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Wednesday, 16 March 1977
Page: 243


Mr DRUMMOND (FORREST, WESTERN AUSTRALIA) -My question is directed to the Minister for Transport. He will be aware of criticism by local government and the State Government of Western Australia of the level of road funding provided by the Commonwealth. Can the Minister indicate the level of funds that will be provided by the Commonwealth under the roads legislation to be introduced during the current session? Will local government in particular get a better deal as a result of the Government's decision on the allocation of funds for roads in 1977-78? Can the Minister also comment on the level of direction given to State governments by the Commonwealth regarding the distribution of federal funds for roads?


Mr NIXON (GIPPSLAND, VICTORIA) (Minister for Transport) -I have to say at the outset that there has been a great deal of ill-informed comment on the allocation of road funds in Western Australia. I can assure the honourable member that there has been a real increase in funds made available for local government. He will recall that in January this year we announced that an extra $3.2m was to go to Western Australia. Of that amount, $1.2m went to local government authorities. As well as that, from Western Australia 's share of the extra funds made available late last year, $1.4m went to local authorities. Even including those 2 sums on top of last year's grant, there is an increase in funds for next year, as will be seen from the legislation when I introduce it, of 18.7 per cent for rural local government authorities and of 53 per cent for urban local government authorities. This is part of an approach which we have taken as a government to assist local government authorities, as part of the espoused policy of the Government, the federalist policy announced by the Prime Minister in the election campaign.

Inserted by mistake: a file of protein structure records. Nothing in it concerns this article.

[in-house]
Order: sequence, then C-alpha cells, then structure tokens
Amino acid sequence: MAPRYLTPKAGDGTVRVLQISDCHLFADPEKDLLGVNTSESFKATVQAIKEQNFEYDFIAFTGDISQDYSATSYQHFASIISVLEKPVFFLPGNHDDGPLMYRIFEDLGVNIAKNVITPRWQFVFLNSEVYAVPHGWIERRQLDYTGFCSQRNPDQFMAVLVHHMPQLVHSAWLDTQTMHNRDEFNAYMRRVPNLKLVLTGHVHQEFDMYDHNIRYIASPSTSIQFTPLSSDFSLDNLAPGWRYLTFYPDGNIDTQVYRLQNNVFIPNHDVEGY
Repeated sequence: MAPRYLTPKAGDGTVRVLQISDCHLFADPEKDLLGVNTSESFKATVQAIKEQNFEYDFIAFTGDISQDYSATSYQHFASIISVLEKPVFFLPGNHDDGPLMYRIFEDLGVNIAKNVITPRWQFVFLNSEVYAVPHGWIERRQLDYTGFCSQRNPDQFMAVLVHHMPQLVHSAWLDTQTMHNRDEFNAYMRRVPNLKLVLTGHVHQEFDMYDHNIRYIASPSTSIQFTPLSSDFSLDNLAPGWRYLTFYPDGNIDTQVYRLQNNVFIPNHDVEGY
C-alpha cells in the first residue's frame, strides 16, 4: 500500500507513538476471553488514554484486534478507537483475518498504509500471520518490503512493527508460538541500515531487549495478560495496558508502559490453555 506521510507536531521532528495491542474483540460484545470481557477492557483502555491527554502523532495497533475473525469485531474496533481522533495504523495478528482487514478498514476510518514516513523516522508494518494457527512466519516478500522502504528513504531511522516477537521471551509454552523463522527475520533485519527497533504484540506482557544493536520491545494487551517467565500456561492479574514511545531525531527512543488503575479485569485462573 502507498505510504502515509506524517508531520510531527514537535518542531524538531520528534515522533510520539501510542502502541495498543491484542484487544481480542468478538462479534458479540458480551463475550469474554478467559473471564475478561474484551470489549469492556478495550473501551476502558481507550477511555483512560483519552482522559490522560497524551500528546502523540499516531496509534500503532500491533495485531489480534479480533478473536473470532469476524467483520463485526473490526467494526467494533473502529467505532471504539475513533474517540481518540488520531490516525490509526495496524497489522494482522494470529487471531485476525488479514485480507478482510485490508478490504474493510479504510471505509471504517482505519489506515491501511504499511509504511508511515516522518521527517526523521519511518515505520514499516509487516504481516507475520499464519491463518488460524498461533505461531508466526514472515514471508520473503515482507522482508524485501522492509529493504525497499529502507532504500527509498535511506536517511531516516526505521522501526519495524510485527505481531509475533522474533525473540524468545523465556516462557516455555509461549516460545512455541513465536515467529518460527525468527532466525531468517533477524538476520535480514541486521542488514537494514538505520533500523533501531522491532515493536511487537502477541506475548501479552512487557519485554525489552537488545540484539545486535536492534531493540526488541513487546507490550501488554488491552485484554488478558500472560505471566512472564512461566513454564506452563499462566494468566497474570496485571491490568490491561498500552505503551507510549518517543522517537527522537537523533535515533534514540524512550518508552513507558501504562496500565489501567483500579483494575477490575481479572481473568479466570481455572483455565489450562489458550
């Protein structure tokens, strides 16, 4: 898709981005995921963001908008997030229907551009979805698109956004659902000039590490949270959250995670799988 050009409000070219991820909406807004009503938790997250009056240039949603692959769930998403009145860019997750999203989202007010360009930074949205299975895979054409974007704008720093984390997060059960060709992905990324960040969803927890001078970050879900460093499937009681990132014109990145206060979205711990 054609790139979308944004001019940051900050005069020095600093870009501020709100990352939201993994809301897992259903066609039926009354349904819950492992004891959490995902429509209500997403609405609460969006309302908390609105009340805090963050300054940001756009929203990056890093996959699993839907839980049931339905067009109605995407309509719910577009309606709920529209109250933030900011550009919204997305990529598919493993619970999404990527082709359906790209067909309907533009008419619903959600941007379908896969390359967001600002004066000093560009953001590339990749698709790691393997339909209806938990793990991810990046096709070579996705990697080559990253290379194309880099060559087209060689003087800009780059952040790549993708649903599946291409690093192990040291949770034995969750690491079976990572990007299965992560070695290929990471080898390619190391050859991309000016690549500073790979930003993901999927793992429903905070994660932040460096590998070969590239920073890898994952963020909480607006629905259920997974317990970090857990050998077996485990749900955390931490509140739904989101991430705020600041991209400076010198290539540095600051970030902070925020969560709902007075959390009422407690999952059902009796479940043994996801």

I should point out that there have been complaints in Western Australia about a reduction in the urban arterial funds. I again make the point that I made yesterday that in point of fact the Commonwealth contribution for urban arterial development in Perth has been running at 85 to 90 per cent. The figures for last year in respect of urban arterial development show that the Commonwealth put in $20.3m, and the State put in a mere $3.5m. If the Western Australian Government is as concerned as it says it is about the construction of the Kwinana Freeway and other freeways in Perth we believe that it should put something like SO per cent of its funds into urban arterial development. Insofar as the dictation of the Commonwealth in respect of the expenditure of this money is concerned, we have laid down categories for the Commonwealth funds. The total funds made available to Western Australia are $60.2m. That requires a contribution by the State of $40.2m. We do not in any way tell the State how to spend its $40.2m. The State is completely free to allocate its $40.2m to any road category that it wishes. In that sense the Commonwealth is not dictating to the States in respect of the expenditure of the moneys. The final point I should make is that part of the comment running in Western Australia is that the percentage share of funds made available to Western Australia has not been sufficient. I point out to the honourable member that the percentage share of funds to each of the States is based on a Bureau of Roads report, not on some arbitrary decision taken by me as Minister or by the Government in Canberra. .







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